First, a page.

10.2.War and the New Security Agenda (2016)

Apunte Inglés
Universidad Blanquerna (URL)
Grado Relaciones Internacionales - 2º curso
Asignatura Theory of International Relations
Año del apunte 2016
Páginas 2
Fecha de subida 04/05/2016
Descargas 8
Subido por

Vista previa del texto

Marta Busquets Theory of IR 2016 10.2. New Security Dilemmas 10.2.1. TRADITIONAL SECURITY DILEMMA • The achievement of domestic security with state. By creating the state, we can overcome this state of nature. The state as the tool to provide security to all the citizens.
• International security rooted in anarchical state system, as there is no world government. This creates insecurity among the states.
10.2.2. NEW INSECURITY DILEMMA in FRAGILE STATES • These states are quite save from external threats. They are free of attacks from external powers. Threats don’t come from the international sphere, as the system created has as its main principle the sovereignty.
• Insecurity that takes places in fragile states is the state itself. The state causes a problem to the citizens of the state: Dictatorships, for example, make insecurity and conflict able to happen inside the state. You have insecurity coming from the inside.
A. The threat comes form the regime that has the power in the state: From the dictators that rule and own the power of the state. For example, Mubarak, who didn’t guarantee security to all of the citizens of the state.
B. The state is not able to provide security or peace to its citizens.
C. There is no popular support.
D. There is a lack of identification with the state. The citizens don’t feel identified with the regime.
10.2.3. NEW SECURITY DILEMMA IN POST-MODERN STATES Debate: Freedom vs Security.
How much security is necessary to protect freedoms? 10.3. The Transformation of War 10.3.1. MARTIN VAN CREVELD, 1991.
Trotsky: “You may not be interested in war, but war is interested in you”.
• The Clausewitzian war: “War is the continuation of politics by other means”. Why war happens? It is a social and historical activity, as states will go to war throughout history in order to save its own interests.
• The trinity of war: 1. People: Protected from war but with no right to interfere in state’s decisions. Going to war or not is an autonomous decision of the government 2. Army: The military, separated from the civilians, and instrument of governments.
Marta Busquets Theory of IR 2016 3. Government: They are capable of waging organised war and defining interests of sovereign states. They are the ones deciding to continue politics by other means.
• The total war (or modern world wars): • There is total mobilisation of the population, that are affected by violence.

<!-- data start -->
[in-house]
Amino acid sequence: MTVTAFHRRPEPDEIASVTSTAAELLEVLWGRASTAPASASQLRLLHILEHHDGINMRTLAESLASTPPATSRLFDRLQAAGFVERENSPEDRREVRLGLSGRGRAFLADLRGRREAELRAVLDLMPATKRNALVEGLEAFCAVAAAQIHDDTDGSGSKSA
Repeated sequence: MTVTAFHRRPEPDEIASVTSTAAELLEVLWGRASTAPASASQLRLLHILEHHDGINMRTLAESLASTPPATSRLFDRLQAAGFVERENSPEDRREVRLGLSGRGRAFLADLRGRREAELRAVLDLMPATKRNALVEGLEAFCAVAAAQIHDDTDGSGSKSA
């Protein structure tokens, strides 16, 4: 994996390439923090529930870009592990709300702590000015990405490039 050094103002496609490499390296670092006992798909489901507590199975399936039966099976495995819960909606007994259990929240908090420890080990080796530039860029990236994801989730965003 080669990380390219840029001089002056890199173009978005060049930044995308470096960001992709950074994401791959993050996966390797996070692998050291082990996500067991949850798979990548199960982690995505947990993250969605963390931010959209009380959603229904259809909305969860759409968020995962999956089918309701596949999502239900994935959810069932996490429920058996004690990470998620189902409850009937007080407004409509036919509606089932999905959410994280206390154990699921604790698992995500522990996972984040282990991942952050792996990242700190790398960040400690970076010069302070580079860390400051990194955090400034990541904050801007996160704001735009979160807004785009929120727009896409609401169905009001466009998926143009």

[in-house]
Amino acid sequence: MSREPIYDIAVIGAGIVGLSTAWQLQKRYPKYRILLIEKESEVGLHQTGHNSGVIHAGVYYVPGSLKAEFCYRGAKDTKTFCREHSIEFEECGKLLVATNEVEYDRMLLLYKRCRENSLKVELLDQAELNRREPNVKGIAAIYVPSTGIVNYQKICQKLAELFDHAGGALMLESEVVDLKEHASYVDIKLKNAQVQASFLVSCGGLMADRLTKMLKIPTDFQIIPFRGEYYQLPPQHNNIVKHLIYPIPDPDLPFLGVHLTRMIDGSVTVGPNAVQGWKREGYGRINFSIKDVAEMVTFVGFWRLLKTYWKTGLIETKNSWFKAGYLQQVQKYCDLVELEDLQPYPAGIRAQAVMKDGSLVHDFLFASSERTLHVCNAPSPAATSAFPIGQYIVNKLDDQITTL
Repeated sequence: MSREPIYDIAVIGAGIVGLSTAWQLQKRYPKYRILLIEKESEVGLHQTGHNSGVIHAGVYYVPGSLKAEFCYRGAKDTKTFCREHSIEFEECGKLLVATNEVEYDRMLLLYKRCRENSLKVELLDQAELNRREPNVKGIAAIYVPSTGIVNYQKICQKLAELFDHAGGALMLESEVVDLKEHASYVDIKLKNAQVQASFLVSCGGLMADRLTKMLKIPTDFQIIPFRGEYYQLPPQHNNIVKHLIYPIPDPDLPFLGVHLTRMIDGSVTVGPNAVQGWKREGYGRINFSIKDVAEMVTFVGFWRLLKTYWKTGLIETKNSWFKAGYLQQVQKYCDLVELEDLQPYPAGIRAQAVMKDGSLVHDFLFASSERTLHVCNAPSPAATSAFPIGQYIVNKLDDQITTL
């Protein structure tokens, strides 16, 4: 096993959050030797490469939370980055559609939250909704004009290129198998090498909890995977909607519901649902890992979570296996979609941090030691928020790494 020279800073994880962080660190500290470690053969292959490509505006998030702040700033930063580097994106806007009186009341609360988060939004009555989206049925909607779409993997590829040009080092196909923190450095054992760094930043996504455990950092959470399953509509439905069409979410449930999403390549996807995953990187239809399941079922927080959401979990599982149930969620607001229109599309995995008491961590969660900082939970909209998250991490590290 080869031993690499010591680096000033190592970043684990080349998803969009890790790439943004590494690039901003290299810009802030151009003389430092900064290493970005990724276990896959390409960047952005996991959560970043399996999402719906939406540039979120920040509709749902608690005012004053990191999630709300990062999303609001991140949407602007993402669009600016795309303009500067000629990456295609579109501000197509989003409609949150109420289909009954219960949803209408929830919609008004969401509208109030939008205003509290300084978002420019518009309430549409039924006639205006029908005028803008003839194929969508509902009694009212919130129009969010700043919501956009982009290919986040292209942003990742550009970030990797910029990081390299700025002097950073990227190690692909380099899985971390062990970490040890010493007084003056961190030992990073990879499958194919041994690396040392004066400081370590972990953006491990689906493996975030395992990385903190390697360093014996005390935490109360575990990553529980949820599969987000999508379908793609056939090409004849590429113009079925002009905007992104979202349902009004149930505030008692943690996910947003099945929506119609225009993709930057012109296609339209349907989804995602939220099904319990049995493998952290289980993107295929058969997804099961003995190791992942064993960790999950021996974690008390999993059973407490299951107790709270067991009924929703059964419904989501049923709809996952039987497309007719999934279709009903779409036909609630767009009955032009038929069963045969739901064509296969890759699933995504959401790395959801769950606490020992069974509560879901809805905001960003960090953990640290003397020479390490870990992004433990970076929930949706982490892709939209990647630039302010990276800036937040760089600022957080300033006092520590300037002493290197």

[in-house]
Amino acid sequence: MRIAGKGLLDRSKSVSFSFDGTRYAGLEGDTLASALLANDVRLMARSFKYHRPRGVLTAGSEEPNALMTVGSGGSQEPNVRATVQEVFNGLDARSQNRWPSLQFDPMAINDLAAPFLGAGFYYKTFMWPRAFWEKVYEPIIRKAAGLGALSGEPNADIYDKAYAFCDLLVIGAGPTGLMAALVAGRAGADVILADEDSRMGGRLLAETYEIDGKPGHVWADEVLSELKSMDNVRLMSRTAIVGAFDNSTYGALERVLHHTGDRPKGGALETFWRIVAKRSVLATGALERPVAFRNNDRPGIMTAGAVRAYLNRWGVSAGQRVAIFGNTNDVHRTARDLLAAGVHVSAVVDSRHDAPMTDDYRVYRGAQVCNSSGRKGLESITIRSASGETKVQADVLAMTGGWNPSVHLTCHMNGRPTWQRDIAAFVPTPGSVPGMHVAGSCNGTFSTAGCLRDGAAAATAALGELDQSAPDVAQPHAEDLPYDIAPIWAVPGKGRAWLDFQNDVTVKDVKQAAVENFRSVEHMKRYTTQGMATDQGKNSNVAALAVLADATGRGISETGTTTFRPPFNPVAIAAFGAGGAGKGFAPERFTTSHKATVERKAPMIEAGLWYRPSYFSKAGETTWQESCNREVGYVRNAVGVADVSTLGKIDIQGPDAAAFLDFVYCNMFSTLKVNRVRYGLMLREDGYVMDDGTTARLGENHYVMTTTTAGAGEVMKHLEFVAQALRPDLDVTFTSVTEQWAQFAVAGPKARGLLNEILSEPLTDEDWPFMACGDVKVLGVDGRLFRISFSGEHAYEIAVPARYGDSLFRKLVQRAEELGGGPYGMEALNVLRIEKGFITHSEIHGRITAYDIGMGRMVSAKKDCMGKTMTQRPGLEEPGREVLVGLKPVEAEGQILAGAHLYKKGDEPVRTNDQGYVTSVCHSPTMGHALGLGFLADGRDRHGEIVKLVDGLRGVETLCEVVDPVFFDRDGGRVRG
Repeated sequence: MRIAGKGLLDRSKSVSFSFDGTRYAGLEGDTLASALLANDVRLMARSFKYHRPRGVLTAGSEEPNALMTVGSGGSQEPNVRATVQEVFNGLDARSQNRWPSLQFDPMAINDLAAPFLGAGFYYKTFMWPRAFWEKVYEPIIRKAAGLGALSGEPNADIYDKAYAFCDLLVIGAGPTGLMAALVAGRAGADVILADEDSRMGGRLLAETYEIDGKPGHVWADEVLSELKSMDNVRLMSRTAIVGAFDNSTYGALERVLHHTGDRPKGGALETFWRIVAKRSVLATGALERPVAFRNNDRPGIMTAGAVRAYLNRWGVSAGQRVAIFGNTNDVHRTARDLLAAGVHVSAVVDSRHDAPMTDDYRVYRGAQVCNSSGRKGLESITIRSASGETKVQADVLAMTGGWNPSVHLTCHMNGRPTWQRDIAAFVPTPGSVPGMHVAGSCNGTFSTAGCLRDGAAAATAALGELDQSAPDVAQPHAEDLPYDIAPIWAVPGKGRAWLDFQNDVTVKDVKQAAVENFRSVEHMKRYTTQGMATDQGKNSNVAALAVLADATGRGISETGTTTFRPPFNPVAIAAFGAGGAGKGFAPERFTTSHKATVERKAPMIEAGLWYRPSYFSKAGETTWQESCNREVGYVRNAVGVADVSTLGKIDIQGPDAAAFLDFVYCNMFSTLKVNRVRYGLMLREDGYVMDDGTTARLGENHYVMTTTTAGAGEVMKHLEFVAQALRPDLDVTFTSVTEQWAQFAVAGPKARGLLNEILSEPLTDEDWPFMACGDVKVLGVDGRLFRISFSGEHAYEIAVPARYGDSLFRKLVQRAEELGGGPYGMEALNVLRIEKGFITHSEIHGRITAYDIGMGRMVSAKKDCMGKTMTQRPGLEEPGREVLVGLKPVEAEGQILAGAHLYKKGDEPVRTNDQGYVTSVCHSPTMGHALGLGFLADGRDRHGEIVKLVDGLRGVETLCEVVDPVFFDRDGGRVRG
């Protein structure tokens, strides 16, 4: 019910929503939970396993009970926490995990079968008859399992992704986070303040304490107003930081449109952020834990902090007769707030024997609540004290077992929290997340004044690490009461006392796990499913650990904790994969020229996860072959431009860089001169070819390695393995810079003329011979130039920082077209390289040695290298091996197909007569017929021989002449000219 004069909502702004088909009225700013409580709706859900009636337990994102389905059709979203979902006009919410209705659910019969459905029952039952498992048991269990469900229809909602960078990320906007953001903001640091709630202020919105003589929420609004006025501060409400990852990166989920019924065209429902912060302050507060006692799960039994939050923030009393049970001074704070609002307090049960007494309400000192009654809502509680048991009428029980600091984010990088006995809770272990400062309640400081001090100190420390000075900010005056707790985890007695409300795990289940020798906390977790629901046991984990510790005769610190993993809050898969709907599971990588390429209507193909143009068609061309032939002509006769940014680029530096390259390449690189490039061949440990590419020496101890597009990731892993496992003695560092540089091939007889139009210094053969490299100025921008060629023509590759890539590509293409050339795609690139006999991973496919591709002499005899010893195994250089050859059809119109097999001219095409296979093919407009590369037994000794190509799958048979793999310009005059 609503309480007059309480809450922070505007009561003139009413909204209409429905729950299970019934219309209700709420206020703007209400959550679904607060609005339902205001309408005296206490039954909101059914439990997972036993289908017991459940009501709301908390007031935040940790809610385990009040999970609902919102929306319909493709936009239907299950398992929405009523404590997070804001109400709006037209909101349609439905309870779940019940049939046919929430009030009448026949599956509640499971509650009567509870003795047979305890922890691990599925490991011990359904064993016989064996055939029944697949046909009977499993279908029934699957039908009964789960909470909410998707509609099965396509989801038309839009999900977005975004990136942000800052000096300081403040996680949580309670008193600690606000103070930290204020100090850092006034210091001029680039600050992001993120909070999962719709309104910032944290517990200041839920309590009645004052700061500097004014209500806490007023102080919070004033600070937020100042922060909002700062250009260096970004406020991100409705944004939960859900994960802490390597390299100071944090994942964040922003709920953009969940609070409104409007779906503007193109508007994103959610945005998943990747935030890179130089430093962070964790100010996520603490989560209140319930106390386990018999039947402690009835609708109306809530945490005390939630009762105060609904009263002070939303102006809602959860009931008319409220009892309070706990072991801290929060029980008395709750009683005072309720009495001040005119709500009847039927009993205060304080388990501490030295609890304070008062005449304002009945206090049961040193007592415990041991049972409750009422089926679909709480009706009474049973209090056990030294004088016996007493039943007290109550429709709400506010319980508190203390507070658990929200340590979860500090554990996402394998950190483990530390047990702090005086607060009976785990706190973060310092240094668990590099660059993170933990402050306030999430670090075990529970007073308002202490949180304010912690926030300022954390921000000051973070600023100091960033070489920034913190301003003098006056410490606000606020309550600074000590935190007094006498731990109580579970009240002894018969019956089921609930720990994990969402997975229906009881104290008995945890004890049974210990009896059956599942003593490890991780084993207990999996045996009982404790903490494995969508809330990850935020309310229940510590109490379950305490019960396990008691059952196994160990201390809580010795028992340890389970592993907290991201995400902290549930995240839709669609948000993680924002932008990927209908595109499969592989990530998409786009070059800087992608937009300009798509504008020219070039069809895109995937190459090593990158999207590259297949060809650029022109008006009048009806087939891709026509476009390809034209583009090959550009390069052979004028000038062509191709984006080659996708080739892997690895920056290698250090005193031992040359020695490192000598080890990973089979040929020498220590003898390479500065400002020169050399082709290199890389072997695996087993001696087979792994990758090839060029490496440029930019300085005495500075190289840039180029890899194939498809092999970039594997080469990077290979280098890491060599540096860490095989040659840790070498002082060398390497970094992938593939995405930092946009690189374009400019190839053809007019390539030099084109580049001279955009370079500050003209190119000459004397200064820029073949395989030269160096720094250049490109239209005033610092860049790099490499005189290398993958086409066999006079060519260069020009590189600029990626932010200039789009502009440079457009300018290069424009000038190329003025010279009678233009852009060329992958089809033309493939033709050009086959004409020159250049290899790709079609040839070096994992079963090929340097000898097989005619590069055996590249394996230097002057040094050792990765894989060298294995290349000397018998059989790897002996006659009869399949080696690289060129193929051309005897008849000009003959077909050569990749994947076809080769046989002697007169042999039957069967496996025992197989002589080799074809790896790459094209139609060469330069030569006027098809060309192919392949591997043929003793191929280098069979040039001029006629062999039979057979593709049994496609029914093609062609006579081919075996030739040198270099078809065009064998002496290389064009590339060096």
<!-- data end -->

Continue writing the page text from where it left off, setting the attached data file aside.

• Creation of national armies, formed by any man of the state. These armies are created in order to defend the nation.
• The government has absolute power to mobilise all the resources for war. They are the ones able to mobilise the human resources and the material resources.
10.3.2. CHANGING CHARACTER OF WAR • Nontrinitarian wars: • There is no division into people, army and government.
• Low-intensity conflict resurgence: • New actors such as guerrillas, terrorists or warlords • Unlimited warfare, as there are no rules in war. They mainly affect the citizens (violations, massive killings, etc).
• No distinction between crime and war.
• No distinction between those who are combatants and those who are non-combatants.
• Use of technology. Creation of the asymmetric warfare, as the new weapons create much more causalities.
• New wars (Kaldor, 1999): • Globalisation is a driving force. Conflicts are not as much related as ideology, but they are driven by identity factors.
• Disintegration of states and fragile states causes fight for the control of the state: This makes up 95% of the conflicts within states. Most of the conflicts today are happening within states that are weak and that there is a fight for the control of the state.
• Collapse of the economy, corruption and criminality.
• Privatisation of violence because of private companies but also because of paramilitary groups, organised crimes, etc.
• No distinction between civilians and combatants, that are mixed. Most of the victims of this new wars are civilians and not combatants (children and women as the main victims).
War has changed from a Clauswitzian war, to the total war and, finally, to the new wars. This has left space for the international community to create a new security agenda.
...